Founded in 872BN: Sakhmet, as a standalone city is vastly different yet retains key features of Qasala. We can only appreciate its urban planning to the fullest when viewing it from bird's eye. Perfectly spherical, the parallel alleys and lanes form a matrix encompassing the central palace. As previously mentioned, a walled city is most commonly used as a defence against sandstorms in the desert, but Sakhmet's large military suggests an ulterior motive of practical defence. The complex of squat, square houses almost relates itself to a barbican- unless one were familiar with the layout of Sakhmet city, it would be very easy to become lost, as I found out for myself on many an occasion. The perfect labyrinth to protect the palace! As a tourist it is exhilarating walking beneath the leaning structures, surrounded on all sides by hanging clothes, rugs and treasure glittering along the walls – here, people leave their doors open and dusty laughter often rings out through the narrow alleyways, mingling with the cries of bartering and haggling from the marketplace. The atmosphere is alive in Sakhmet, building up towards the grand appearance of the central palace itself around Market Square. The nearer to the palace, one finds the physical brickwork disappears in place of temporary tents and nomadic salespeople – it is market day, and goods from all around the Lost Desert and further shimmer out beneath canopies. The nature of the temporary architecture is another outstanding feature of the Lost Desert, you cannot fully appreciate the significance Desert architecture has had on the whole of Neopia without understanding the simplicity of these tents and the natural layout that formulates with the sense of community brought together in the one city from all corners of the planet.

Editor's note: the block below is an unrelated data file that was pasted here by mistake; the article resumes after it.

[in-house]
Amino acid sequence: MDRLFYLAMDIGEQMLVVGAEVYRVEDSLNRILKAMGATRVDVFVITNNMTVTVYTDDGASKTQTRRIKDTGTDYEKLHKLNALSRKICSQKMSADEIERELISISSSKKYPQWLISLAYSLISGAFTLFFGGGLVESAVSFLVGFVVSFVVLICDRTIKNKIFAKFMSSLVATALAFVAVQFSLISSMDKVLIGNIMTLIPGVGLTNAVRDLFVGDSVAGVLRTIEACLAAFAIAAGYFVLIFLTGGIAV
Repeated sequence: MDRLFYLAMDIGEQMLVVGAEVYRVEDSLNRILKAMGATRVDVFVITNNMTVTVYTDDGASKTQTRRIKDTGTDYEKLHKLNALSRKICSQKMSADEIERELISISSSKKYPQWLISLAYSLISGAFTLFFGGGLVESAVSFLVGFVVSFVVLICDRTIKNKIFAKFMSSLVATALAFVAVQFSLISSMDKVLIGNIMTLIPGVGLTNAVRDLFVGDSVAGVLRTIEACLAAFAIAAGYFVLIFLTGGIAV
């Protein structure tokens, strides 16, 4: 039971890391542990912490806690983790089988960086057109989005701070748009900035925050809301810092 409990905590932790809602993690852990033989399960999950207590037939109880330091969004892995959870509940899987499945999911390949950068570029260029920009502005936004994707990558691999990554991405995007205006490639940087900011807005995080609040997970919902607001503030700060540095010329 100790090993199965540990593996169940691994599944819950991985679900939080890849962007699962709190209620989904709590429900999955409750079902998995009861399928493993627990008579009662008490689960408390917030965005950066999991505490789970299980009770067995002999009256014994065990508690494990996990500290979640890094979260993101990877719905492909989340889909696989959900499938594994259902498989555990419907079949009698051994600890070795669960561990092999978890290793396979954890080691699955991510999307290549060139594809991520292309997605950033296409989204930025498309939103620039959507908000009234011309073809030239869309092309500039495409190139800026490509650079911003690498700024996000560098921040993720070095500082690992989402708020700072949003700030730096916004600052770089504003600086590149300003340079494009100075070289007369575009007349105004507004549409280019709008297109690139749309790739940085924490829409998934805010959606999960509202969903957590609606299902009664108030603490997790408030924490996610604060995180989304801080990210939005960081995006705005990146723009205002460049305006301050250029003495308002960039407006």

Sakhmet Palace itself is the true gem of the Lost Desert, in my humble opinion. From miles around, the glittering onion dome is visible – made all the brighter by the dazzling sun. As a true monument to the founder, King Coltzan, the spire points towards the sky as if a beacon, flanked by four smaller minarets geographically echoing the outer city walls' watch towers. The central dome rests on an arcade of forty windows reminiscent of Altadorian architecture- but pre-dating this style by many years. A possible theory behind the infamous Sakhmetian onion domes include emphasis on making the palace look more regal, and taller, but it may just be the architectural feat itself is impressive enough of a regime. Coltzan himself may have specifically utilised this style of architecture for its innovation and difficulty – much alike the pyramids, this was his own personal stamp on the landscape.

Qasala, on the other hand, uses not just onion domes but a whole myriad of domic structures and spires, but has no key central landmark aside from the dramatically smaller and more modern palace whose main purpose now is administrative use. From a distance, it appears that Qasala has much work to be done to restore the many times destroyed city, but once inside I can clearly see how extensive the remodelling and much more advanced the architecture has become. There are global influences – bright colours from Northern lands such as Neopia Central and Roo Island, with a drastically wider collection of building materials and architectural technique to produce a much more hybrid city. The most unusual and interesting feat regarding Qasala, however, is beneath the surface- although I could not find a guide who either knew, or was willing to show me this, there are many rumours regarding the rock-cut architecture – that in fact the smallness of the Qasalan sister palace is deceptive in the place of vast elaborate tunnels cut into the stone itself and buried deep beneath the city. Combined with the quarrying of rock to produce the outer buildings – it is sure that one thing is true, Qasala is still the mysterious marvel it is known to be. From merely being in the city for the few days that I was, I felt a presence of a great secret and sincerity. Qasalans are definitely not as friendly to foreigners as the Sakhmetians are.

As I left the Lost Desert, to continue this series of Architecture of Neopia, I felt that there is truly something wonderful and mysterious about the Lost Desert that is impossible to understand without living there, or being akin to the desert spirit. As if the entire landscape has frozen in time, the architecture of the place truly is a masterpiece of Neopian development, holding immense uncovered importance.